Gainesville, Fla. The last time Kansas University and Florida met in a basketball game, it was played in an arena inside a hotel-casino, the Orleans in Las Vegas.
I’ll never forget naively wondering why the man wearing a Jayhawk sweater was red in the face, on his feet, assailing the referee with an acidic tongue over a call in a game against Ball State that KU led by 18 points with less than a minute to play. What could it possibly matter to the man? The game long since had been decided. Relax.
Then it hit me like a nose-squashing Joe Frazier left hook. The man had placed a wager, no doubt not a small one because his never-empty pockets are oh-so-deep. Kansas was favored by 20.5 and defeated Ball State by 18 points. He returned to his hotel room unhappy that night about his wager and over how sloppy his school’s team looked in defeating a weak opponent in lackluster fashion. He didn’t need an airplane to fly home because the following night was more than any supporter of a young team could expect.
That’s the thing about young teams. When you least expect it, they fizzle, and just when you start to think they aren’t as good as you think, they put on an amazing show.
Kansas started a freshman, three sophomores and a junior for the games against Ball State and Florida in that two-day basketball doubleheader. Quite experienced compared to the squad Bill Self had start the second half of Saturday’s three-point loss at Colorado. That lineup had four freshman and a sophomore and could be the five to start both halves tonight.
Six-point underdogs against Florida one night after looking flat vs. Ball State, KU won, 82-80, in overtime.
KU was one year shy of winning the national title. Florida was the defending national champion on its way to a successful title defense.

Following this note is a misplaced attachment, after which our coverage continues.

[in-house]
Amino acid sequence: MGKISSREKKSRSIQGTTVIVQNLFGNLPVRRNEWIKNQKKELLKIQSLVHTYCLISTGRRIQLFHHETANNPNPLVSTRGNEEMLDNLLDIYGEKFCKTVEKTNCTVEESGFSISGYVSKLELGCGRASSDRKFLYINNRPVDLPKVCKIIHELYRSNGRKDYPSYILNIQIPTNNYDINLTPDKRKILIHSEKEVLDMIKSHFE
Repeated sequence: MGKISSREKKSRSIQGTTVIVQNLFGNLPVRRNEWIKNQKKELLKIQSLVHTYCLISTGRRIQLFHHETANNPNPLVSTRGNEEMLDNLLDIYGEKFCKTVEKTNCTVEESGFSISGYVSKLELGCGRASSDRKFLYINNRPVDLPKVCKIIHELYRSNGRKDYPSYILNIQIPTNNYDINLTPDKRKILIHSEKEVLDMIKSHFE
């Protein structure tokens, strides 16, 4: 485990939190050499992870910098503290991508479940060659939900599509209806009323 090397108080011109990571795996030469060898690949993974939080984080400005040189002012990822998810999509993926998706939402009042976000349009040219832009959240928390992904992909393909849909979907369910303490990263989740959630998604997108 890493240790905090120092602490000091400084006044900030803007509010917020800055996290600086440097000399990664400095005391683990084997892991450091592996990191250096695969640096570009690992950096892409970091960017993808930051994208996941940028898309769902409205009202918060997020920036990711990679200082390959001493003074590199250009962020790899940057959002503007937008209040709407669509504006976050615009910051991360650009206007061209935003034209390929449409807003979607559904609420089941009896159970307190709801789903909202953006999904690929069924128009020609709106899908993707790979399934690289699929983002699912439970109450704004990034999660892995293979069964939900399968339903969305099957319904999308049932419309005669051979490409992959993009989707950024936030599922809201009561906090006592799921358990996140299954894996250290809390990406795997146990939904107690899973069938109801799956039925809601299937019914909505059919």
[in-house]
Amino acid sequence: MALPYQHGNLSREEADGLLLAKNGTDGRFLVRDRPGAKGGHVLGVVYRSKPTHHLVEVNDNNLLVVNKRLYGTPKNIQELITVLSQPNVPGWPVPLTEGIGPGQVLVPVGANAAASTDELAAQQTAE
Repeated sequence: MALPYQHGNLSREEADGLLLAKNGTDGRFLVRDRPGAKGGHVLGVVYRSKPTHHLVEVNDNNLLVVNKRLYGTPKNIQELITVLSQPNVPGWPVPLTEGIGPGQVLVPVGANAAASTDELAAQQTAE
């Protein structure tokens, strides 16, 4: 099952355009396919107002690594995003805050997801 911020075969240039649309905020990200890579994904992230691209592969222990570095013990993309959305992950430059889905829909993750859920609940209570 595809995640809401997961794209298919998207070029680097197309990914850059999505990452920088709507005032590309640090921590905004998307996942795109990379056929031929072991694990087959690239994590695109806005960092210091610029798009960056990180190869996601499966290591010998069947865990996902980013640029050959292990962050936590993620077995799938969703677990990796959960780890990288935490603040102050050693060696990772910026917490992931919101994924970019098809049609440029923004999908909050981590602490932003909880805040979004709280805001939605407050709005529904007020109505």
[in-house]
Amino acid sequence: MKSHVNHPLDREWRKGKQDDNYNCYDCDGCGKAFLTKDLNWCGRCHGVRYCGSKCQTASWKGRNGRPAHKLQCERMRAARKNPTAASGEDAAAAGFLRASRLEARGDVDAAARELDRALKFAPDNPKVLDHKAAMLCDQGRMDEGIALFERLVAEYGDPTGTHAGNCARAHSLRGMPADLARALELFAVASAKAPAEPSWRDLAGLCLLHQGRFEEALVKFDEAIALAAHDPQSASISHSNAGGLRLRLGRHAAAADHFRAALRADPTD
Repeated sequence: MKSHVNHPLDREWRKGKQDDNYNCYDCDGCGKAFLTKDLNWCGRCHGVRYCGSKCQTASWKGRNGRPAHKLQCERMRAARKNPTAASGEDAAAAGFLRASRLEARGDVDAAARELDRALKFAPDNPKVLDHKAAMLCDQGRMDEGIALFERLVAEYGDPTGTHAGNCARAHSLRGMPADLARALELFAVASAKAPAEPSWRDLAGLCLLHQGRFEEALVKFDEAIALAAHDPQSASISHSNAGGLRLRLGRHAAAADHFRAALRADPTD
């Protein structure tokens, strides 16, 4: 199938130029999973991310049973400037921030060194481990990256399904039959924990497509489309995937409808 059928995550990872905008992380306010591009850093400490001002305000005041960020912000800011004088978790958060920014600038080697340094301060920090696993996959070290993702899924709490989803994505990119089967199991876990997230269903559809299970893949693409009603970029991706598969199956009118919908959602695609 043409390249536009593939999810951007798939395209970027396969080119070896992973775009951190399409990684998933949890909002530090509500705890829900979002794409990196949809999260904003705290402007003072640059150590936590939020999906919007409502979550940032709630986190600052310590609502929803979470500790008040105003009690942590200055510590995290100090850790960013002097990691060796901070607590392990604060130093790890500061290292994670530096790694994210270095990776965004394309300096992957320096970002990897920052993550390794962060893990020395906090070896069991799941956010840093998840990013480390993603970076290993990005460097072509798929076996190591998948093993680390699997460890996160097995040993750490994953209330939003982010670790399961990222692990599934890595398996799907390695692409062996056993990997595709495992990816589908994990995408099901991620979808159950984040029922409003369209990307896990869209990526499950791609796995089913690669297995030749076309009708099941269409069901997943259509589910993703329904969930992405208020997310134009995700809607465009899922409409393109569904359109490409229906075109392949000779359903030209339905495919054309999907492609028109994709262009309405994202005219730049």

No school had ever had three players chosen in the top 10 of the same NBA Draft. Florida became the first when center Al Horford went first, and forwards Corey Brewer (seventh) and Joakim Noah (ninth) quickly followed. Reserve forward Chris Richard and starting guard Taurean Green went in the second round.
KU’s Julian Wright went an unlucky 13th in that 2007 draft. Brandon Rush, the fifth lottery pick taken from that game, went 13th in 2008. Florida’s Marreese Speights went 16th, Darrell Arthur 27th. Mario Chalmers, Darnell Jackson and Sasha Kaun were chosen in the second round.
It’s interesting to look back and see just how much talent was in that game against the Gators. Twelve players who played in that game went on to play in the NBA. KU center Kaun was drafted but opted to play in Russia, where he has greater earning power.
A look at the dozen who play or played in the NBA, ranked according to career points heading into Monday’s games:
Looks as if the NBA scouts in attendance that night did a pretty nice job of evaluating, although Chalmers was picked way too low, Wright way too high.
Some day it will be interesting to look back on last month’s United Center doubleheader to see how the scouts did in evaluating Joel Embiid and Andrew Wiggins of KU, Jabari Parker and Rodney Hood of Duke, Kentucky’s Julius Randle and several others from all four teams who kicked off an interesting college basketball season with the Champions Classic.